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I need to find specific word on a string using regular expression. rules : before that word, I must not have a letter, a number or an underscore. this word must be not followed by a letter, a number or an underscore.

Example : I'm looking for the word 'the' in : 'Hi, it\'s a random text containing some words, the .the thingthe THE, tthe Tthe test_the@thesite.com'

in this string It must be found 3 times : the and .the and THE so I must get true as a return.

my code :

String str = 'Hi, it\'s a random text containing some words, the .the thingthe THE, tthe Tthe test_the@thesite.com';
String var = 'the';
String s = '(?<![\\w])'+var.toUpperCase()+'(?![\\w])';
Pattern MyPattern = Pattern.compile(s);
Matcher MyMatcher = MyPattern.matcher(str.toUpperCase());
System.debug('###matches : '+MyMatcher.matches());

Matches return always false. I tried with this also : '(?<![a-zA-Z0-9_])'+var.toUpperCase()+'(?![a-zA-Z0-9_])';

4

The matches method will only return true if the entire input string matches the result. You want to use find instead, which will match a substring. Take a look at the Matcher documentation for these methods:

  • find()
    Attempts to find the next subsequence of the input sequence that matches the pattern. This method returns true if a subsequence of the input sequence matches this Matcher object's pattern.
  • matches()
    Attempts to match the entire region against the pattern.

So if you want to know whether your substring is contained anywhere in the input string, use MyMatcher.find() instead.

A couple side notes:

  • If you want your expression to be case insensitive, set the i flag by starting your expression with (?i).
  • If you want to look for a whole word, wrap it in the word boundary character (\b), not backward and forward lookaheads for non-word characters.
  • With the above in mind, I would change the expression to: '(?i)\\b' + var + '\\b'
0

before that word, I must not have a letter, a number or an underscore.

A /W is supposed to match any character that is not a word character (alphanumeric & underscore) and is equivalent to (^A-Za-z0-9_).

That having been said, I think at the root of your issue is that you're using square brackets [\\W] in your code when apex is expecting parens (\\W) for your capture groups.

And as @Adrian Larson noted, you do need to use MyMatcher.find().

  • Square brackets vs parens is definitely not the issue here. They're not trying to capture the surrounding non-word characters, they're trying to specifically ignore them. Also I think you got the wrong slash before your W. ;) – Adrian Larson Dec 22 '16 at 15:54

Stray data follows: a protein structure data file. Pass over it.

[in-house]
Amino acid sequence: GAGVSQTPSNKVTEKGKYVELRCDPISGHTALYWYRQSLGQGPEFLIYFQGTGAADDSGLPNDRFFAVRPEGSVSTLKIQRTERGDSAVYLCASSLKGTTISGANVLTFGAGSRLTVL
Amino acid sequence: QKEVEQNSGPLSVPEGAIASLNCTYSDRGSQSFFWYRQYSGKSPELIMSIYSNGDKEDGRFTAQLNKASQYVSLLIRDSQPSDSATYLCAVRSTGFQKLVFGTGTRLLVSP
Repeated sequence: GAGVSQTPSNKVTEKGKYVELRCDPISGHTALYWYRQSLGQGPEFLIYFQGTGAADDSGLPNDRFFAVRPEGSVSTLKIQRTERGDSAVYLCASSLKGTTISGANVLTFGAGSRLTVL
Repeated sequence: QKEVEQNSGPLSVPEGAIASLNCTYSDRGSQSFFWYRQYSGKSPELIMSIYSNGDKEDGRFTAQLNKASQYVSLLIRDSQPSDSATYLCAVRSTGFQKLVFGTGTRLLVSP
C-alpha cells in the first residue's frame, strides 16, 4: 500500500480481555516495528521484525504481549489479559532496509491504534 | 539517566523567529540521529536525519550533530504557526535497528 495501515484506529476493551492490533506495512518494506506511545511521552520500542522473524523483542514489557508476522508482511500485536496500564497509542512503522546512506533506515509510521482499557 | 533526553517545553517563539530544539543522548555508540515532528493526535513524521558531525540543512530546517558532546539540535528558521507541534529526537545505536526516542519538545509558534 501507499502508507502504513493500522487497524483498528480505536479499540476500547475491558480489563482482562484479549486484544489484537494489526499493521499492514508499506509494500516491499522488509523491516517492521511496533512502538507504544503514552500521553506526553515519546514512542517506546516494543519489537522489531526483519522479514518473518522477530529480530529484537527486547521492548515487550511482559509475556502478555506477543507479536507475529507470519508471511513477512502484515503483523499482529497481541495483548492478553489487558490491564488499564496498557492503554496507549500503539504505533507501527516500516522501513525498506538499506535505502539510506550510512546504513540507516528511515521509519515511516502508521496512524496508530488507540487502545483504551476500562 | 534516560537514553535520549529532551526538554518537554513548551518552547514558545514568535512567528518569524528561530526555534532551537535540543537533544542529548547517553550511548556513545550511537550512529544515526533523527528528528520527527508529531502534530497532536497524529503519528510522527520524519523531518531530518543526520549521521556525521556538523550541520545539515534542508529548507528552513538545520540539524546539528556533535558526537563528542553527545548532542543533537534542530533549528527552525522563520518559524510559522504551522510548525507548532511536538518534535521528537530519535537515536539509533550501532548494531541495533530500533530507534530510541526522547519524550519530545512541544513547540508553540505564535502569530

• I looked at his code earlier and initially started to discuss non capture groups. He's using negative look aheads and negative look behinds rather than non-capture groups which would look like (?:\\W) NOT his (?<![\\w]) and (?![\\w]) which would seem to also be a problem. That would prevent him from finding what his IS looking for. The first slash needs to be escaped is why there's two. I don't believe it to be a forward slash, but I'd have to look at my apex code. The references show it as a backslash at regexr.com – crmprogdev Dec 22 '16 at 16:02
  • Yeah as you've basically noted yourself the brackets are entirely extraneous. In fact, I think having any type of capturing group or lookahead/lookbehind is completely extraneous. In this case there's no real difference between (?:\W) and \W. – Adrian Larson Dec 22 '16 at 16:04
  • Yes, exactly my point. His look aheads and behinds are preventing him from finding what he's looking for. When I initially read his question, I thought he was trying to find out what the look ahead and behind should be to find what to exclude to reveal what he wanted to find. – crmprogdev Dec 22 '16 at 16:09
  • Have you tried the initial expression? It does work with find. It's inefficient, perhaps, but not flat out wrong. The matcher from the OP will find three groups. – Adrian Larson Dec 22 '16 at 16:13

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